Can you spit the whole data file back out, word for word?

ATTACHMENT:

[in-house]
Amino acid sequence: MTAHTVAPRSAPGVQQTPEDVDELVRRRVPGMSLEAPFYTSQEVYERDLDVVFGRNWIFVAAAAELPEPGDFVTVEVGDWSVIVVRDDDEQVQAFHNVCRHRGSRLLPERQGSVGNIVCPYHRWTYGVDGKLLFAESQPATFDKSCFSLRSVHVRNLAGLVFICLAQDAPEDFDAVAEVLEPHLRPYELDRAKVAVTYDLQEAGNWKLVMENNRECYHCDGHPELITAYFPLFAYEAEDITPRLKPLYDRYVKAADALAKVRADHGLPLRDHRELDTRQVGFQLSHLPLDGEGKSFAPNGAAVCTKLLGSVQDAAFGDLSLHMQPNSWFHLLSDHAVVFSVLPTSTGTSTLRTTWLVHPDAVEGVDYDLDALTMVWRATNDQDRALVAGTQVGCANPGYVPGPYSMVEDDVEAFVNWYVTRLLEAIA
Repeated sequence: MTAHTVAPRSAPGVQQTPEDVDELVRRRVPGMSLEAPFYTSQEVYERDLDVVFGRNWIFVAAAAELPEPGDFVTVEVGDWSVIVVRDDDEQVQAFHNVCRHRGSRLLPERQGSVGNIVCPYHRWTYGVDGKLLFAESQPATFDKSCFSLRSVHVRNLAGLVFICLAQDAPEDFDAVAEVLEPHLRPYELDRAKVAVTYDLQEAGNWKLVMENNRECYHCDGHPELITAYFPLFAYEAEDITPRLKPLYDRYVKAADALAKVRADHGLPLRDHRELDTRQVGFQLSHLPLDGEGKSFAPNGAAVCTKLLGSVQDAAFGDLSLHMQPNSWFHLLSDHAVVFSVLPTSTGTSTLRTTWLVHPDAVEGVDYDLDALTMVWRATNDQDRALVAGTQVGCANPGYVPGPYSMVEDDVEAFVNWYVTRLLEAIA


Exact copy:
[in-house]
Amino acid sequence: MTAHTVAPRSAPGVQQTPEDVDELVRRRVPGMSLEAPFYTSQEVYERDLDVVFGRNWIFVAAAAELPEPGDFVTVEVGDWSVIVVRDDDEQVQAFHNVCRHRGSRLLPERQGSVGNIVCPYHRWTYGVDGKLLFAESQPATFDKSCFSLRSVHVRNLAGLVFICLAQDAPEDFDAVAEVLEPHLRPYELDRAKVAVTYDLQEAGNWKLVMENNRECYHCDGHPELITAYFPLFAYEAEDITPRLKPLYDRYVKAADALAKVRADHGLPLRDHRELDTRQVGFQLSHLPLDGEGKSFAPNGAAVCTKLLGSVQDAAFGDLSLHMQPNSWFHLLSDHAVVFSVLPTSTGTSTLRTTWLVHPDAVEGVDYDLDALTMVWRATNDQDRALVAGTQVGCANPGYVPGPYSMVEDDVEAFVNWYVTRLLEAIA
Repeated sequence: MTAHTVAPRSAPGVQQTPEDVDELVRRRVPGMSLEAPFYTSQEVYERDLDVVFGRNWIFVAAAAELPEPGDFVTVEVGDWSVIVVRDDDEQVQAFHNVCRHRGSRLLPERQGSVGNIVCPYHRWTYGVDGKLLFAESQPATFDKSCFSLRSVHVRNLAGLVFICLAQDAPEDFDAVAEVLEPHLRPYELDRAKVAVTYDLQEAGNWKLVMENNRECYHCDGHPELITAYFPLFAYEAEDITPRLKPLYDRYVKAADALAKVRADHGLPLRDHRELDTRQVGFQLSHLPLDGEGKSFAPNGAAVCTKLLGSVQDAAFGDLSLHMQPNSWFHLLSDHAVVFSVLPTSTGTSTLRTTWLVHPDAVEGVDYDLDALTMVWRATNDQDRALVAGTQVGCANPGYVPGPYSMVEDDVEAFVNWYVTRLLEAIA